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The Familiar Key Step at the Heart Of (Almost) All Alcohol Oxidation Reactions

Posted by Daljit on 1/8/18 7:08 PM

When I was learning organic chemistry, I remember the reagents for oxidation reactions completely driving me bonkers!

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My Strategy for a Perfect Score: ACT Reading and MCAT CARS

Posted by Shaq on 1/5/18 6:16 PM

If you’re reading this, I imagine you’re looking to improve your reading score on either the ACT or the MCAT and ideally, you’re in one of two boats:

1) You are consistently a few points shy of that 36 on the ACT Reading or 132 on MCAT CARS and are looking to bridge that last gap

2) Are struggling with the reading section in general, and are looking for a strategy that will give you a clear, structured approach

Both the ACT and MCAT reading sections can be fickle contributors to your composite score—just missing one additional question can bring your score down a whole point. Here’s the portion of the raw score to scale score chart for the ACT on Princeton Review’s website.

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Tags: ACT, MCAT

New Year’s Resolution: Get More Sleep

Posted by Danielle D. on 1/3/18 6:16 PM

If you’re in college or grad school and your New Year’s resolutions include plans like “earn higher grades,” “complete more work on time,” or even just “be more productive,” there’s one more resolution you should add to your list: get more sleep. It might sound counterintuitive—how do you get more done by making a resolution to spend more time doing nothing? But there are solid economic, medical, and social arguments that you’ll do better in school if you commit to eight hours a night, every night. Better yet, a spike in sleep research from all academic disciplines in the past few years means that the best advice for how you should sleep has gotten much better than just telling you to cut out the coffee.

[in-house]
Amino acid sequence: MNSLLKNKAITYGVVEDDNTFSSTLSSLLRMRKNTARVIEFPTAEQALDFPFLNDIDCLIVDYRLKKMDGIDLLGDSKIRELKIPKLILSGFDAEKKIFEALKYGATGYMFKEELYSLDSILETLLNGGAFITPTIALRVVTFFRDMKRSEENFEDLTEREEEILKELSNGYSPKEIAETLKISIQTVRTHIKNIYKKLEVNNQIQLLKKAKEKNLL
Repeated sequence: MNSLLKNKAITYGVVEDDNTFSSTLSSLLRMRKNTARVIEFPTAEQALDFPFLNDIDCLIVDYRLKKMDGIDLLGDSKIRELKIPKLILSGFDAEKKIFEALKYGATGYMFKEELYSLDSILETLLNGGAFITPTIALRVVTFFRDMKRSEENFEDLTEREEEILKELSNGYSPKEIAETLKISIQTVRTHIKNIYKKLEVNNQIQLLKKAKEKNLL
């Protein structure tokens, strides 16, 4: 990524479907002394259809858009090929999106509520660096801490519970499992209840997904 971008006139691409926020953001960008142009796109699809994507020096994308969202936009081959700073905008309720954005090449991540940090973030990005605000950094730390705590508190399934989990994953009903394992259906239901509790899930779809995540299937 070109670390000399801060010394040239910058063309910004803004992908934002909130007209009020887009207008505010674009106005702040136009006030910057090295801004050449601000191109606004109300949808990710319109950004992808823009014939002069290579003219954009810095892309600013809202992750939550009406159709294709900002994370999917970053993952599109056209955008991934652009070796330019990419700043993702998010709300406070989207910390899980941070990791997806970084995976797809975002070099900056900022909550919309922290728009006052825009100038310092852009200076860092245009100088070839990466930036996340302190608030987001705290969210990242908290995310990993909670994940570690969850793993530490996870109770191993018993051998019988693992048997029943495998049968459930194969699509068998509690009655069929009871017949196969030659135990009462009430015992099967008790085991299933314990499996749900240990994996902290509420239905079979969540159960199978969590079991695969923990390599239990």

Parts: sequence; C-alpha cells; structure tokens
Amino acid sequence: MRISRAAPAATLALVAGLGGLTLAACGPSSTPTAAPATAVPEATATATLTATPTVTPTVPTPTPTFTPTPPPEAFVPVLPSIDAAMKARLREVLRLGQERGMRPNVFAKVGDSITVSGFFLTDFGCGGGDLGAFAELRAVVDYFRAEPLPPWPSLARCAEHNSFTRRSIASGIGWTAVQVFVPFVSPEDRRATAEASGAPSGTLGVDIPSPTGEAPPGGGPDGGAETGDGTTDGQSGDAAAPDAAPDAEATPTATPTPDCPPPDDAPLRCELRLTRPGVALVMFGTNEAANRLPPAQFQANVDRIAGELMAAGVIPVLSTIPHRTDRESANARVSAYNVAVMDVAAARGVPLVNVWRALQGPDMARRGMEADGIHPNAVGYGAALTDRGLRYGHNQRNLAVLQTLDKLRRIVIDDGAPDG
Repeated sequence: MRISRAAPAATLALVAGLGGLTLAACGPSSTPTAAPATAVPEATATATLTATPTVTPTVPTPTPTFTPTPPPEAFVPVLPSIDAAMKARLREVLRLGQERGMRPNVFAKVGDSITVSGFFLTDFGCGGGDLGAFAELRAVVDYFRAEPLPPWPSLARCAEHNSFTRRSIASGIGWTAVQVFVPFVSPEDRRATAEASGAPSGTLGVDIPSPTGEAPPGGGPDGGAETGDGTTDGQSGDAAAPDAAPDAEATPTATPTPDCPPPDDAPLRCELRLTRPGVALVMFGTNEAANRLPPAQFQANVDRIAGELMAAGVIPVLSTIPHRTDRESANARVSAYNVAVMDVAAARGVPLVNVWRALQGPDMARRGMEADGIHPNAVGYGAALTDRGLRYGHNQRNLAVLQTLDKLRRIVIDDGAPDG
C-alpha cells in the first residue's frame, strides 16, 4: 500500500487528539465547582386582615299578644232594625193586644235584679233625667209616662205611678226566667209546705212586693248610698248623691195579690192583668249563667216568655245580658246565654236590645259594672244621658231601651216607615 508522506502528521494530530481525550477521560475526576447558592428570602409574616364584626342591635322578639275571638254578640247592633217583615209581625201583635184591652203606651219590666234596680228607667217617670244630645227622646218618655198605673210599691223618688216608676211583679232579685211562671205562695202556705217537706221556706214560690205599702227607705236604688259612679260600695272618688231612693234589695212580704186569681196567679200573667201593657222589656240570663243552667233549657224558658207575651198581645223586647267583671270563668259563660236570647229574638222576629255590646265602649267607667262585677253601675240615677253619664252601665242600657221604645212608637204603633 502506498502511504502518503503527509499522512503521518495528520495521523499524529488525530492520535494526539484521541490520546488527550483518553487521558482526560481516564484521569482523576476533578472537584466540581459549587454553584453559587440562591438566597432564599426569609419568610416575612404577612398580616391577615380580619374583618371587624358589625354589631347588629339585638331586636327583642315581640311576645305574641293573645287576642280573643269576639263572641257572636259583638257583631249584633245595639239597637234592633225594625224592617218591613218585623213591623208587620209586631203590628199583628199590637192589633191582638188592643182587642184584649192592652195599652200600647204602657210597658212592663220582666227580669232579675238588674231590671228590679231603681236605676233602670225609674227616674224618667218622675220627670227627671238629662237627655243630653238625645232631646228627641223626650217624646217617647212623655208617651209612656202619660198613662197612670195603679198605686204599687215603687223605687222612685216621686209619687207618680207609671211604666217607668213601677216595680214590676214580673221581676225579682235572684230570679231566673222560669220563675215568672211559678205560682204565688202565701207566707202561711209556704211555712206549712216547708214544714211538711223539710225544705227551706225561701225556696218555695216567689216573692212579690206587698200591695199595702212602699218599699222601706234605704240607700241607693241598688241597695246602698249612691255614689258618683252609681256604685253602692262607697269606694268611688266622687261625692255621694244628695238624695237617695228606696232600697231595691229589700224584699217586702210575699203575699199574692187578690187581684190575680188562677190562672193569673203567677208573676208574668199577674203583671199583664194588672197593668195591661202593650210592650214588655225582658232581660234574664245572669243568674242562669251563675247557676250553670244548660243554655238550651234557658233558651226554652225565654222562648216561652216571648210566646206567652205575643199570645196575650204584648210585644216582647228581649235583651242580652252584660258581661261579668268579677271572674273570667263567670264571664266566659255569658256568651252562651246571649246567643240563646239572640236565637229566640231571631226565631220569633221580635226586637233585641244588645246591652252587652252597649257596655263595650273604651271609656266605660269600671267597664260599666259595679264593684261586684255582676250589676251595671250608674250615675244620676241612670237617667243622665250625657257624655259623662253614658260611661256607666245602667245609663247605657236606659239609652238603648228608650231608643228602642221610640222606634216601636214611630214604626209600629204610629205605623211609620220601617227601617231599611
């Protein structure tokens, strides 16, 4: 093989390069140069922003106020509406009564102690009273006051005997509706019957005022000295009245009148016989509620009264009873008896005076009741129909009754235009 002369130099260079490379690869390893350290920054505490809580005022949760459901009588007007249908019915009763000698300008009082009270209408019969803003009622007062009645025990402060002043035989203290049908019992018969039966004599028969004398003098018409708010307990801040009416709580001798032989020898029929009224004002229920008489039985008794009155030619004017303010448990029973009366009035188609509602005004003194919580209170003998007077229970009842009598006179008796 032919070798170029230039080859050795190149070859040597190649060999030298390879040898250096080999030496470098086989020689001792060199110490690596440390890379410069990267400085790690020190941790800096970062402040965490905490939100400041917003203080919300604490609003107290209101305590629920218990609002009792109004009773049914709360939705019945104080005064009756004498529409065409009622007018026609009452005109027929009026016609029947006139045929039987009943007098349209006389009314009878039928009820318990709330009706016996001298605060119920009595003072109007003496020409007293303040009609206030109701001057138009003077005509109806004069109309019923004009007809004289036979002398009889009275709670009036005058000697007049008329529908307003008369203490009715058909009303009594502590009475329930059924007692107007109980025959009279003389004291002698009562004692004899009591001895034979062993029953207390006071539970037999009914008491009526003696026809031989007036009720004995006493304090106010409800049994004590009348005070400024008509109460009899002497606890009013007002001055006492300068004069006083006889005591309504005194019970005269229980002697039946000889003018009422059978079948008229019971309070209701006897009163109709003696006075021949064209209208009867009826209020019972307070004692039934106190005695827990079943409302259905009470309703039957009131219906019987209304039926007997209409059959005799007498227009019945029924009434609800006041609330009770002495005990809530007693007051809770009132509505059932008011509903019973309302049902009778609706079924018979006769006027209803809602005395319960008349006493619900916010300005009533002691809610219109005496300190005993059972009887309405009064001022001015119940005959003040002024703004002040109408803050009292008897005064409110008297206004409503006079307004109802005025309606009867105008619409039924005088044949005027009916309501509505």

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Tags: college, high school

Five Elements of a Killer Grad School Essay

Posted by Rahima on 12/29/17 2:14 PM

So you’ve taken the GRE/GMAT/TOEFL, got your recommendations lined up, and picked your list of top schools. Now comes the part some people get really nervous about: translating your story into a really powerful application essay that convinces the admissions committee that they just have to have you. Below are five key elements of a strong graduate school application essay that are universally transferable across all graduate degree programs.

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Three Reasons Why You Should Consider A Philosophy Degree

Posted by Alec on 12/27/17 5:23 PM

In my senior year as a business undergraduate, I stumbled on philosophy. At a used bookstore I’d been going to for years I picked up a philosophy text instead of my usual fiction. The book was Freud’s Civilization and its Discontents, in which he argues that a fundamental source of unhappiness is the tension between innate human desires and essential features of society. Reading it undermined my mode of approaching life.

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Tags: philosophy